Nirvana’s ‘In Utero’ turns 25

by Paige Ardill

Nirvana’s ‘In Utero’ turns 25

In Utero

DGC · September 1993

On September 21st, 1993, In Utero, Nirvana’s third and final studio album rocked the world and changed the name of grunge forever. Unapologetic in its creation, both the process and the product rebelled against the corporate environment the band had fallen privy to after their initial commercial success. Despite immense in-house disapproval, In Utero went on to become certified five times platinum, selling over 15 million copies worldwide.

Having found monumental success from their second studio release, all eyes were on the west coast grunge band to deliver another chart topping album to succeed Nevermind. Originally estimated to sell only 50,000 copies, Nevermind clocked in at a whopping 30 million copies sold worldwide. Even more, it popularized the Seattle grunge movement and the genre of alternative rock. Still, this wasn’t enough. Unsatisfied with the refined and polished studio sound of their previous album, Kurt Cobain, Krist Novoselic, and Dave Grohl set out to diverge from what they had created in search of something more visceral. To do this, they recruited the help of Steve Albini, producer of two of Cobain’s favorite songs, ‘Surfer Rosa’ by The Pixies and ‘Pod’ by The Breeders. Albini later told Michael Azerrad that, originally, he had only accepted the offer because he felt sorry for them, that they were a small fry band that sound like REM with a fuzzbox and were unremarkable to the Seattle sound. Regardless, Albini’s guiding hand lead Nirvana to a space where they could produce the sound they craved to release: Pachyderm Studio in Cannon Falls, Minnesota.

Over a two week period in February of 1993 in privacy of the northern woods, the band began to create. In order to keep from label interference, an important factor in moving towards their new sound, Albini suggested band members pay for the sessions out of pocket, himself only taking a $100,000 flat fee as he considered royalties to be immoral and an insult to the artist. Without the peering eye of their label The David Geffen Company, owned by Universal Music Group, the trio and Albini were left in a space of pure creative bliss. Utilizing Albini’s technique of capturing the natural ambiance of a room, the band began recording all of the songs together. The only exceptions were ones with faster compositions–such as ‘Very Ape’ and ‘Tourettes’–which were recorded in the kitchen to hone its natural reverb alongside 30 separate microphones. Noting himself as more of an engineer than a producer on this project, Albini supported Cobain’s vision; despite mistakes, they did not discard any takes and included virtually everything captured. When a song mix wasn’t producing desired results, they took the rest of the day off to watch nature videos, set things on fire, and make prank calls. It was peaceful, the only notable tension occurring when Courtney Love visited, reportedly being critical and confrontational. Regardless, the engineering continued as the songs began to take form.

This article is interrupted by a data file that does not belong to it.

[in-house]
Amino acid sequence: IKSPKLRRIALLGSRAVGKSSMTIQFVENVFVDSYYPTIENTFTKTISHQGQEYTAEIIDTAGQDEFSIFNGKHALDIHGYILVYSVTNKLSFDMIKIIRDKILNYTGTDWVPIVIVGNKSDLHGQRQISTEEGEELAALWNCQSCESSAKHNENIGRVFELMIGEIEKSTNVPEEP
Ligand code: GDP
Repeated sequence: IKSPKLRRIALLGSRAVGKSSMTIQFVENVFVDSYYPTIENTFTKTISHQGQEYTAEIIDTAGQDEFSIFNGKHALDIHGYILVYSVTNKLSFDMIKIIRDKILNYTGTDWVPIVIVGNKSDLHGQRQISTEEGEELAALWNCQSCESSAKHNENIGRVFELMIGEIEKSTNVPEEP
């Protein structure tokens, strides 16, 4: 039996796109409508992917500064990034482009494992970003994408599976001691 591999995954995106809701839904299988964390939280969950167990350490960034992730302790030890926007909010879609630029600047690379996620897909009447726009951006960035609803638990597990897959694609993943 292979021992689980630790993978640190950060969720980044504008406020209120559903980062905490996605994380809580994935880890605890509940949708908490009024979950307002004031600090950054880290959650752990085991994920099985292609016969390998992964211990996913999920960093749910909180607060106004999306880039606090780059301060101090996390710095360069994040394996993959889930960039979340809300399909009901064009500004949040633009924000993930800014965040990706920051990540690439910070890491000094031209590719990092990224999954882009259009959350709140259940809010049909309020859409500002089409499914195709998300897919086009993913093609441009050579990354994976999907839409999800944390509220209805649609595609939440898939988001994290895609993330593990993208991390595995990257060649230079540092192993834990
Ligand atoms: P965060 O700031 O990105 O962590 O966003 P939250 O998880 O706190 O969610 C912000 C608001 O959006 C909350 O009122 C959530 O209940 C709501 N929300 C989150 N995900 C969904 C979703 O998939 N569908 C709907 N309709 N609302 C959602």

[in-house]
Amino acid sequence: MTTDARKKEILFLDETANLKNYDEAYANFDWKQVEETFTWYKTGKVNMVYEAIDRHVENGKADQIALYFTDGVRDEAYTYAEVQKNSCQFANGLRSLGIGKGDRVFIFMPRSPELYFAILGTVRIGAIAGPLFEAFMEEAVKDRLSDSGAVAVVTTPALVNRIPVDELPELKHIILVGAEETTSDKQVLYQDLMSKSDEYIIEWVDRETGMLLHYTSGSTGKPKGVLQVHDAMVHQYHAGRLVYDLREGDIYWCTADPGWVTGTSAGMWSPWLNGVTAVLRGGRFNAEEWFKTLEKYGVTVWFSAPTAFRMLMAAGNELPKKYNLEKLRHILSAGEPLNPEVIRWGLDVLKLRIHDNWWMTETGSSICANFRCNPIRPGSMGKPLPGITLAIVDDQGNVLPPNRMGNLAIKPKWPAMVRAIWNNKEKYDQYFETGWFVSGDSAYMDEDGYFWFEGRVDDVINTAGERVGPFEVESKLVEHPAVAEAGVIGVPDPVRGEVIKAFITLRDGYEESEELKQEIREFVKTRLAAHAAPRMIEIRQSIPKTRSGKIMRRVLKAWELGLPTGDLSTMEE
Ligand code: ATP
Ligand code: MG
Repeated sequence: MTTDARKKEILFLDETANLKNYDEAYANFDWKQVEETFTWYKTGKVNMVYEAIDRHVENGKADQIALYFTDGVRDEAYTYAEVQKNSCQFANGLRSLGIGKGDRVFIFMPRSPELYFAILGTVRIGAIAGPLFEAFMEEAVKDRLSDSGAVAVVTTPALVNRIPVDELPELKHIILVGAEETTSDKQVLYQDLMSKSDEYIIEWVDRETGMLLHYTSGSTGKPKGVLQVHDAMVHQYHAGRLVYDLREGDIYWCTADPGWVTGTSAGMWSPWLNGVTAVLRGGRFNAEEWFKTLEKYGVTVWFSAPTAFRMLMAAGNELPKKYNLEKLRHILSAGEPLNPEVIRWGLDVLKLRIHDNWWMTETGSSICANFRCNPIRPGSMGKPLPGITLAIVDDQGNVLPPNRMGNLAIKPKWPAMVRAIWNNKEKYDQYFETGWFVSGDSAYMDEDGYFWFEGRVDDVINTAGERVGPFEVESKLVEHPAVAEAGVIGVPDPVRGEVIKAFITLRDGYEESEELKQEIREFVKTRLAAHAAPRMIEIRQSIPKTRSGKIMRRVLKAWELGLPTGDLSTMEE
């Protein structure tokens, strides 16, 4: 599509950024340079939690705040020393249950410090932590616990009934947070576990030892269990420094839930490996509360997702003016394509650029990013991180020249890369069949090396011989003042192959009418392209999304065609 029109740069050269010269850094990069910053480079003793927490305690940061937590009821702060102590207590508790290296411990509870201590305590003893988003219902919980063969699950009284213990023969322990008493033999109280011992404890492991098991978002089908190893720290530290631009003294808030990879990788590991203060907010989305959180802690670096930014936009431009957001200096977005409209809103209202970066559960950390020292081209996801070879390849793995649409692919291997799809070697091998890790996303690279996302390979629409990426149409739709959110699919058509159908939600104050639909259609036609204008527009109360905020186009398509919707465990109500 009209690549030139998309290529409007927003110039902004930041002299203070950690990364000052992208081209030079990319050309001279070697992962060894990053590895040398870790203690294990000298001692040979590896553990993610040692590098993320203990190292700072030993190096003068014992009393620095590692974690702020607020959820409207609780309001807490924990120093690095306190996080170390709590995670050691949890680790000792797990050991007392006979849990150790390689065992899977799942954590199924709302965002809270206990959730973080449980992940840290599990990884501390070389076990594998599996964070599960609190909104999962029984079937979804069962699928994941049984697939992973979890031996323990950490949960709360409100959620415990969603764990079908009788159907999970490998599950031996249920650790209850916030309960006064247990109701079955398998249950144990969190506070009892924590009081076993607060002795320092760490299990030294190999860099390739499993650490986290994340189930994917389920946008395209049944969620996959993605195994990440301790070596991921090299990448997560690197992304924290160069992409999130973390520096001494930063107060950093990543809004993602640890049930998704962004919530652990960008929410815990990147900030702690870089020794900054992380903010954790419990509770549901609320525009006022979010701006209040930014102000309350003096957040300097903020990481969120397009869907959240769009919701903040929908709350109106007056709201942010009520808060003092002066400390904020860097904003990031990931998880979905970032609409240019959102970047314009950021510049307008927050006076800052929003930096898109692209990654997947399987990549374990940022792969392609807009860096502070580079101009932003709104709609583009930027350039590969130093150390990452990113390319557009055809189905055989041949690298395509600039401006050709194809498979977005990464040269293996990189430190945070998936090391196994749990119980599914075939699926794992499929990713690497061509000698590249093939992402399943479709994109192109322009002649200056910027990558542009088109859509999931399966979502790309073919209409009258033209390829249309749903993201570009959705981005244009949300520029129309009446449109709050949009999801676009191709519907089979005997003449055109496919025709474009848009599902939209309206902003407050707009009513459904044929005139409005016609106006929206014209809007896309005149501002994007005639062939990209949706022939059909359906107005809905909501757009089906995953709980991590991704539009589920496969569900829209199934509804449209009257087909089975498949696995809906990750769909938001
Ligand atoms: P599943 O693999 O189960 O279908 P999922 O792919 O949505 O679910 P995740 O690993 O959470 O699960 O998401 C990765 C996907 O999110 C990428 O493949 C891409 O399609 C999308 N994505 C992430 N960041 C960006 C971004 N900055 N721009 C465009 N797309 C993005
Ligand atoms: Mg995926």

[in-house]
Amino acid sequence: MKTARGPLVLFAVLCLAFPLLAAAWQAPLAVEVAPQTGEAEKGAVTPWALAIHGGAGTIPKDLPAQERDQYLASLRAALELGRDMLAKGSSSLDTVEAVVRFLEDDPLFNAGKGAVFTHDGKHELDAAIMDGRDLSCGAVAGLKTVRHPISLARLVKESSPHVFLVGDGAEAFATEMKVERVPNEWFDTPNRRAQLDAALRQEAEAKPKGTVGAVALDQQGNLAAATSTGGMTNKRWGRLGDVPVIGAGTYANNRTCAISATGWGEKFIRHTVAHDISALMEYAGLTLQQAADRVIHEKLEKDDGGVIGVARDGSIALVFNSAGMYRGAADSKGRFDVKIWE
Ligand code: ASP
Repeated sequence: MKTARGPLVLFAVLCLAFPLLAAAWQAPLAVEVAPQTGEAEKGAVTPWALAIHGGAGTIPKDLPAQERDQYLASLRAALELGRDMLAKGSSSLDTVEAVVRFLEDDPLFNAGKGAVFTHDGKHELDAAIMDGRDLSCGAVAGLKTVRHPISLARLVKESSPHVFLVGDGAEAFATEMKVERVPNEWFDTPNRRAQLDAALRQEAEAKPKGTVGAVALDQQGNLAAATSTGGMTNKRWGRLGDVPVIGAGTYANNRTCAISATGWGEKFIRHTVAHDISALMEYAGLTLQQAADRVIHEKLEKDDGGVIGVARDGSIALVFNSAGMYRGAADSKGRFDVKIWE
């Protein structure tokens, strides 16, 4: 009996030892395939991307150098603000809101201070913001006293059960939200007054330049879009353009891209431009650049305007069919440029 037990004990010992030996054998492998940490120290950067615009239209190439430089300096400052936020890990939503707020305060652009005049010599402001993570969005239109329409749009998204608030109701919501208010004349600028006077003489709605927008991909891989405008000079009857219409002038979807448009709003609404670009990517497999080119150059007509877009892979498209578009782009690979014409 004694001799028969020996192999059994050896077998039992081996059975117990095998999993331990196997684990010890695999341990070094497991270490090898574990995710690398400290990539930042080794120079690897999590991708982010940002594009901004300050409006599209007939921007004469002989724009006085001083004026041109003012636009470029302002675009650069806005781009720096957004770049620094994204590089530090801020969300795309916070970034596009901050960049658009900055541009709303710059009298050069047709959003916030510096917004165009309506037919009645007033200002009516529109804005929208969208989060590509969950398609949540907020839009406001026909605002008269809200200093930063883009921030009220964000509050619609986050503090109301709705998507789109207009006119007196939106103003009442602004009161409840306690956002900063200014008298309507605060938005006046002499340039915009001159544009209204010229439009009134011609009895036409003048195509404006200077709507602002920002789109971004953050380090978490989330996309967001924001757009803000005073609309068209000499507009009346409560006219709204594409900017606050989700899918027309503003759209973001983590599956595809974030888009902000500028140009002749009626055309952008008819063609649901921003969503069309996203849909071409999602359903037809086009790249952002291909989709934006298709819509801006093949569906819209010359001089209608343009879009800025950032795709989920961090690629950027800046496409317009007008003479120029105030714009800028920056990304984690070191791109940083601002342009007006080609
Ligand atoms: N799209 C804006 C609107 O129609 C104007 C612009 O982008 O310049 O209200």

After the albums initial completion, there was major backlash from the label with rumors that they wouldn’t release the album in its original state as it wasn’t commercially viable. However, after a strong disposition not to change, and only a few slight tweaks made on the their two singles by REM producer Scott Lott, DGC sent promo copies of ‘Heart-Shaped Box’ to American college radio stations in early September of 1993, avoiding the Top 40 market. Upon its release in late September, despite the overarching skepticism, In Utero entered number one on the Billboard 200 and received critical acclaim from its departure from Nevermind. Time’s Christopher John Farley remarked, “Despite the fears of some alternative-music fans, Nirvana hasn’t gone mainstream, though this potent new album may once again force the mainstream to go Nirvana”.

Cobain later told Darcey Steinke from Spin Magazine in 1993 that, “in contrast to Bleach and Nevermind, the lyrics were ‘more focused, they’re almost built on themes’”. These themes are inclusive of medical imagery, possibly in regards to Cobain’s outlook on newfound fame, as well as references to abstract literature Cobain encountered in high school (in regards to ‘Scentless Apprentice’). The cover, a mirage of childlike imagery, depicted a collage Cobain had made himself–an ode to his newborn daughter Frances Bean, perhaps. Regarding sound quality, In Utero showcases sounds in both extremes. Ranging from raw aggression to candy pop, Critics began proposing that Nevermind could be considered one dimensional, in comparison.

After a Grammy nomination and a cut-short European tour, however, in early 1994 Cobain overdosed and went home to rehab. After disappearing out of the public eye, on April 8th, 1994 Kurt Cobain was found dead in his Seattle home having allegedly committing suicide. Three days after Cobain’s body was discovered, In Utero moved back up the Billboard charts, from number 72 to number 27: a sick joke or maybe just a cosmic ode to another genius overcome by his demons entering the 27 Club.

To this day, In Utero has stood the test of time being noted in numerous publications as one of the best albums of all time. In contrast to their song ‘All Apologies’, the album remains an unapologetic ode to pure artistry and strong willed creation despite the outstanding noise and chaos of a corporate industry. Changing the face of grunge, Nirvana’s most controversial yet arguably best work will sit solemnly and proud next to their name in the Rock And Roll Hall of Fame, forever.

Listen to In Utero here: